S2 Episode 2

It’s a mindset, it’s a skill, it’s a practice.

When you think of the word disruption, you would think of something unexpected, that came in and completely changed the way you lived. But disruption in the development sector looks very different. 

In this episode, we explore design. The organisations we speak to have different approaches, operate in different domains, and are at different points in their journey. But equally, they are all asking the same questions: How do you share the ability to solve a problem? How do you design to share control with others, so that they can act in their own best interests and improve their well being? Are there any fundamental principles they can share from their experiences so far? We get a glimpse into the process of actively designing for societal change.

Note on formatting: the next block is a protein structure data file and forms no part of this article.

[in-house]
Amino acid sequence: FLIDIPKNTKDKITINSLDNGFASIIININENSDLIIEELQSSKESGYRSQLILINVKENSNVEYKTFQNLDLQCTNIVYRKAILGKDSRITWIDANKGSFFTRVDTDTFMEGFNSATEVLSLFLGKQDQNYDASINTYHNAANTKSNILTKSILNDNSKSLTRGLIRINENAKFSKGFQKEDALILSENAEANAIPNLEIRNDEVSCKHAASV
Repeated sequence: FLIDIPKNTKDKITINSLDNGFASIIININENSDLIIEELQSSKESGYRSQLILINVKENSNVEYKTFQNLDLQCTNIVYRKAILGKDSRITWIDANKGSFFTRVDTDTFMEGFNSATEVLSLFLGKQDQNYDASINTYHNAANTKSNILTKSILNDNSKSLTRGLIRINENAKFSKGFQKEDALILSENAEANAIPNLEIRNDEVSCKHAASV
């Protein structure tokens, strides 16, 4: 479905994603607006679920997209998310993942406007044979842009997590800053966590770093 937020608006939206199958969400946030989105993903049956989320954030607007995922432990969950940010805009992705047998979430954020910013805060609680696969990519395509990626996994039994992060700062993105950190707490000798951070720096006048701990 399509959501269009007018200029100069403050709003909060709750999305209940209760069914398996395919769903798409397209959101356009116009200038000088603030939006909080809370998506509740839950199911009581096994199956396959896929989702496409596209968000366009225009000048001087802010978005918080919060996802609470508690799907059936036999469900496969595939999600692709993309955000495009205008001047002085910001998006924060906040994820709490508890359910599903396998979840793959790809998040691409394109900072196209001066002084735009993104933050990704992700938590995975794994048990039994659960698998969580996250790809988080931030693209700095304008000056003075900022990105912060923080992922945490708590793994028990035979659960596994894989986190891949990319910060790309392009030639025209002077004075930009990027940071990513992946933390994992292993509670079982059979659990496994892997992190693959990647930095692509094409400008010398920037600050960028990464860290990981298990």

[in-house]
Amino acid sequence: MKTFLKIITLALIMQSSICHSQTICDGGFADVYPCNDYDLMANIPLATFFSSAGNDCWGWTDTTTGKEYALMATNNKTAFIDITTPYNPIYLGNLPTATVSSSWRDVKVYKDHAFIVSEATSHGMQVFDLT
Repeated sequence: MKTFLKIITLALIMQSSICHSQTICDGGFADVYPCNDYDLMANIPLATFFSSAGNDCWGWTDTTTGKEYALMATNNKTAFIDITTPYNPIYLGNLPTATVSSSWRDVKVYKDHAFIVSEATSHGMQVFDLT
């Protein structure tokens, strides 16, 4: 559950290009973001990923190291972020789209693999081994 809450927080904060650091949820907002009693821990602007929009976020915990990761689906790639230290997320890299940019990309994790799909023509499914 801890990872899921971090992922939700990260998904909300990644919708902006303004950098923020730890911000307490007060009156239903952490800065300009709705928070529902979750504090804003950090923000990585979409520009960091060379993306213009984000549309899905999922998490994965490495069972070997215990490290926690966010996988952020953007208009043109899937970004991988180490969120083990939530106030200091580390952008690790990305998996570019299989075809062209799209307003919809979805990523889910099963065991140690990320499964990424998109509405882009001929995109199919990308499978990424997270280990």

Note: Sea Change is produced for the ear and designed to be heard, not read. Readers are encouraged to listen to the show to get the full experience. The transcripts are meant as support documents and may not include inclusions from the day of recording and may contain errors. The audio version is the final version of the show. Ignore the timestamps mentioned.


HOST: Shankar Maruwada has been working on enabling lifelong learning at the EkStep Foundation. And if he has one to thing share after five years of working on societal challenges, it’s that you need to be flexible:

SHANKAR MARUWADA (SM): The conventional wisdom that you can make great plans, that fabulous words, very clever strategies that look deep into the future. And then somebody will implement it in both letter and spirit..

The reality for us has been the equivalent of you have a destination, which is bold, imaginative, inspiring, and the plans are what they are. Plans. There are guidelines and milestones, but they’re not the destination.